At the same time, the institution of floor pricing policies on its own ticket resale marketplace leads to consumers paying a dramatically higher price than the market otherwise would dictate for the same event. A Bruce Springsteen show in Tulsa saw resale tickets available through Ticketmaster for no less than $59.50 plus fees in days leading up to the concert. Meanwhile, on other marketplaces, the same tickets were listed for between $5-10 after fees. This means that Live Nation/Ticketmaster policies were forcing consumers shopping for tickets through their system to pay ten times what the ‘competitive level” pricing was for that event.
The letter from the Senators also points out that every person who testified at the hearing in January laid out claims reflecting how Live Nation and Ticketmaster’s business harms both competitors and consumers. They outlined numerous such instances for the DOJ’s consideration in its investigation:
The Founder and CEO of Seat Geek testified that Ticketmaster now uses even longer exclusive agreements with venues, in some instances as long as ten years.
Clyde Lawrence, lead singer in the band Lawrence, testified that on a $30 ticket, Live Nation adds $12 in fees, and of that $42 price the customer pays, only $12 goes to the band before accounting for its cost of the tour.
A competing promoter, Jam Productions, testified that Live Nation attempts to lock up talent so competitors cannot produce concert tours. He also noted that 87 percent of Billboard’s Top 40 Tours in 2022 were ticketed by Ticketmaster in the U.S. and that Ticketmaster has exclusive ticketing contracts for more than 85 percent of the nation’s NFL, NHL, and NBA teams. (While Live Nation contested the accuracy of this data, it failed to provide any alternative data.)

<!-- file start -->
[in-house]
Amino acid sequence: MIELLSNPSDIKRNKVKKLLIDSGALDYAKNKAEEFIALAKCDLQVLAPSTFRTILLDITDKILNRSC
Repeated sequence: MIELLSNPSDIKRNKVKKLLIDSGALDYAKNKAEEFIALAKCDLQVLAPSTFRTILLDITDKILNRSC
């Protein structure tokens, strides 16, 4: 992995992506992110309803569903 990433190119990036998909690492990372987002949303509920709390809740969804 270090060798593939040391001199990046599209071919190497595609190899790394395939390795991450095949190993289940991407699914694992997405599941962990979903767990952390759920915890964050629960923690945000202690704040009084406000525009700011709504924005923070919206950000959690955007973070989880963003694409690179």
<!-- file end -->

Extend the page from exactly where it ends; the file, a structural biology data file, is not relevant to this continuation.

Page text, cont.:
A public policy expert at the James Madison Institute testified that Ticketmaster’s market dominance allows it to harm consumers through charging service fees and demanding exclusivities. In particular, he noted that the service fees can be greater than 30 percent and “are tacked on at the very end of the process, on the very last screen before purchasing,” raising questions about deceptive pricing strategies.
A former DOJ lawyer testified that the conduct remedies in the 2010 consent decree from the Live Nation-Ticketmaster merger investigation have failed and that such failures constitute hard evidence of the firm’s monopoly power. She also testified that “the company still has the power to silence market participants who fear its retaliation.”
Altogether, the letter showed that the legislators who grilled Mr. Berchtold over his companies policies are hardly satisfied with the answers they have received. All signs point to a legislative showdown in coming months where Ticketmaster and Live Nation are going to pit their enormous lobbying war chest against the overwhelming consumer sentiment and clear desire of legislators to reign in their market power.
When the dust settles, the question is going to be whether the already powerful company from California will be broken up, or at least subject to stronger regulations that curb its ability to dominate competitors in both the primary and resale ticket markets – or will its lobbying might pave the way to a system where they act as judge, jury, and executioner of their secondary ticket market competition through the passage of their own set of ticketing reforms.
Last Updated on February 24, 2023 by Dave Clark